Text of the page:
The Investigative Committee has sounded the alarm over a rapid surge in cases of children going missing without a trace, most of them from orphanages.
In 2013 alone, the agency recorded about 14,000 reports of children having disappeared, with 230 criminal cases launched in connection with such reports, according to a statement on the committee's website.
"The unsupervised location of these children on the streets greatly increases the risk of crimes committed against them or their involvement in illegal activities," the statement said.
In 2013, more than 450 criminal cases were opened in connection with children having been forced to beg in the streets for money, Interfax reported Tuesday, citing the Interior Ministry's press service.
The situation of runaway minors was discussed by high-ranking government officials late last week at a round table organized by the Investigative Committee. The meeting was attended by police, representatives of the Education Ministry, the Health Ministry, child protective services, psychologists and activists from various nonprofit organizations.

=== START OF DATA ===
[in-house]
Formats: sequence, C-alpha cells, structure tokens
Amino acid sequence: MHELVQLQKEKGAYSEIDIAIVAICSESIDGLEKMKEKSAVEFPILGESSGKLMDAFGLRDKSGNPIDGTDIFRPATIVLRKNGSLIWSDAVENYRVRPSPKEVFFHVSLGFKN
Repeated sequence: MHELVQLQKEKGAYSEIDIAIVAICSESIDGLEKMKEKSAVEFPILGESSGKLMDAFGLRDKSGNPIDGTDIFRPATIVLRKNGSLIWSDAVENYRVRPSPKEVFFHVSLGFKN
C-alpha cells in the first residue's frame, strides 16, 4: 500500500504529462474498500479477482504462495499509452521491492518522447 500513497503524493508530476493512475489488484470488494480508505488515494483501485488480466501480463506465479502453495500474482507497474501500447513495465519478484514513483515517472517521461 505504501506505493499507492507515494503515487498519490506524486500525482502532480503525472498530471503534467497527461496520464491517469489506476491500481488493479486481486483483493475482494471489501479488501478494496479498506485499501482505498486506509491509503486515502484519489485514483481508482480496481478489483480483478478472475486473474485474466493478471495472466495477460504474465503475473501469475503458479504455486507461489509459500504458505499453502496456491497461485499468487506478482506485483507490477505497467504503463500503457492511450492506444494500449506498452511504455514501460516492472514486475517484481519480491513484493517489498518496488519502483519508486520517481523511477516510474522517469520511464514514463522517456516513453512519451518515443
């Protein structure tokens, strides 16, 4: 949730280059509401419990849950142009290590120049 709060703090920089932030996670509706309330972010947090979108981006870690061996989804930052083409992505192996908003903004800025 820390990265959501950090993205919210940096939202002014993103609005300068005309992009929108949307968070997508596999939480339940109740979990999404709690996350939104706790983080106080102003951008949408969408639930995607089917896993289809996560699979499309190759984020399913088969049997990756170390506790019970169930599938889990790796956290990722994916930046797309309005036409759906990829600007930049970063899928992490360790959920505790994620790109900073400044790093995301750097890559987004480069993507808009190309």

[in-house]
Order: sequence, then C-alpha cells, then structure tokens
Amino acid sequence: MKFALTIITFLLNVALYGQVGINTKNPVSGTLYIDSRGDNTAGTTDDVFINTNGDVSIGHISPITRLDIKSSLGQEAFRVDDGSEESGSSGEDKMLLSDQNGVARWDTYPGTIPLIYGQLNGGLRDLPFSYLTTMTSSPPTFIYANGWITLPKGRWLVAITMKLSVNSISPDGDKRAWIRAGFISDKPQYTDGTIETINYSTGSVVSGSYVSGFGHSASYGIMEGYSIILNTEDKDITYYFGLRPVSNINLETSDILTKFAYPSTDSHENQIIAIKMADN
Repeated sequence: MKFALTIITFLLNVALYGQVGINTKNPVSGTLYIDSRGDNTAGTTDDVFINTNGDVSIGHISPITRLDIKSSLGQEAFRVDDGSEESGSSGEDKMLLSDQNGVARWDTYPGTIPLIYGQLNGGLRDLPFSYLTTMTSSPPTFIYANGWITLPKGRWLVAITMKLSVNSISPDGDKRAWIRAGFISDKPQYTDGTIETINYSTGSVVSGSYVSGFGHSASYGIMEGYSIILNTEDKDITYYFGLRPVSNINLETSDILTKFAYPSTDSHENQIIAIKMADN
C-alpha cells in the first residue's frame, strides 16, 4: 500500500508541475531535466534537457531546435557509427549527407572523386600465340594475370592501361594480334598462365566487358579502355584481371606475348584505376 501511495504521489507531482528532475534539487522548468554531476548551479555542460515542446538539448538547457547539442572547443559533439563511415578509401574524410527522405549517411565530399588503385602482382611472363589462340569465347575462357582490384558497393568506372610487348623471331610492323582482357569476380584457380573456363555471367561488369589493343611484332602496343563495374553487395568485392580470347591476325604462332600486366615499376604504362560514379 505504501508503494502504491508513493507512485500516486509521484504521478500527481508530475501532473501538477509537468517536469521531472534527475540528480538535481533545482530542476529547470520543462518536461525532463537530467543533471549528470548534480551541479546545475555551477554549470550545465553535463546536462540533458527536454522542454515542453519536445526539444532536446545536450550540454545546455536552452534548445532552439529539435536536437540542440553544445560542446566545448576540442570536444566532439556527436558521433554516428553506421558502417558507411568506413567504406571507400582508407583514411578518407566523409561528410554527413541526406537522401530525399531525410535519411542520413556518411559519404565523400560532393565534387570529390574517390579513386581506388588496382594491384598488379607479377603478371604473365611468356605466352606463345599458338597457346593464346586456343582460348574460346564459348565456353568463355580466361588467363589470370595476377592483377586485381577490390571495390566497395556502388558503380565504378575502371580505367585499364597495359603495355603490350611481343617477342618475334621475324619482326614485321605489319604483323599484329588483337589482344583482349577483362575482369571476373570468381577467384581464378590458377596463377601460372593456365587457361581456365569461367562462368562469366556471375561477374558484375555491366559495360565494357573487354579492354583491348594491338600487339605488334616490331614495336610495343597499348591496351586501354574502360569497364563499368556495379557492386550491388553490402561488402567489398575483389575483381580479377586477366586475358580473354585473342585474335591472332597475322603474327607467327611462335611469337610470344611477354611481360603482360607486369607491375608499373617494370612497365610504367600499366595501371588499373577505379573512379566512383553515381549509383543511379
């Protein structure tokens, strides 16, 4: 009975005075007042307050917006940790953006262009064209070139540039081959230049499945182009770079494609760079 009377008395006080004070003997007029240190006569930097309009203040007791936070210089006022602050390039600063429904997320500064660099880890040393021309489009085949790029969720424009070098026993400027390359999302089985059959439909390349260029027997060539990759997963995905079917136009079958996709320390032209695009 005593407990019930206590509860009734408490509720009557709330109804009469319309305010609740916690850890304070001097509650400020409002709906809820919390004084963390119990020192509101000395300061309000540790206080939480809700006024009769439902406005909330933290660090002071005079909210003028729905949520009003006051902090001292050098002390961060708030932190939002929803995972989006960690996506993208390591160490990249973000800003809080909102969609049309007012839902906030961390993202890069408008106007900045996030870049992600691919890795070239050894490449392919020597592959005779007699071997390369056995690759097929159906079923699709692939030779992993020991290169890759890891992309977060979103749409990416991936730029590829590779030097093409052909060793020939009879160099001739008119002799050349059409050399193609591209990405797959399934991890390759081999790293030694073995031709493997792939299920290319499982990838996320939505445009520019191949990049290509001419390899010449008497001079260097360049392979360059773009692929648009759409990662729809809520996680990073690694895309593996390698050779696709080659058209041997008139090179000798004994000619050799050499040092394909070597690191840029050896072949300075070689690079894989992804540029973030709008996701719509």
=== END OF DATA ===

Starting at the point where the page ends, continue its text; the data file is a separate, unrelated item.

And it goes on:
Activists have long complained that children from orphanages do not have enough social protections, making them especially vulnerable to such unsavory phenomena as trafficking and forced begging.
Participants in last week's round table echoed these concerns, saying it was crucial that urgent measures be taken to stem the tide of such cases and introduce a system of public oversight.
Russia's orphanage system — with more than 3,000 state-run facilities nationwide, according to the watchdog Rights of the Child — has been widely criticized for allowing too many vulnerable children to fall through the cracks.
Horror stories about the maltreatment of children in orphanages have abounded in recent years, and such abuse was cited by investigators as the primary issue provoking children to run away.
In March, investigators in Perm opened a case over allegations that several orphaned girls had been raped and abused by a group of five other minors at at a children's home. Investigators later determined that the director of the home was fully aware of the abuse but did nothing to stop it, according a statement on the committee's regional website.
The director of the boarding school was subsequently dismissed from her duties, and the case against both her and the five accused rapists is ongoing. She faces up to two years in prison for withholding information, and each of the accused faces up to six years on the charges of rape.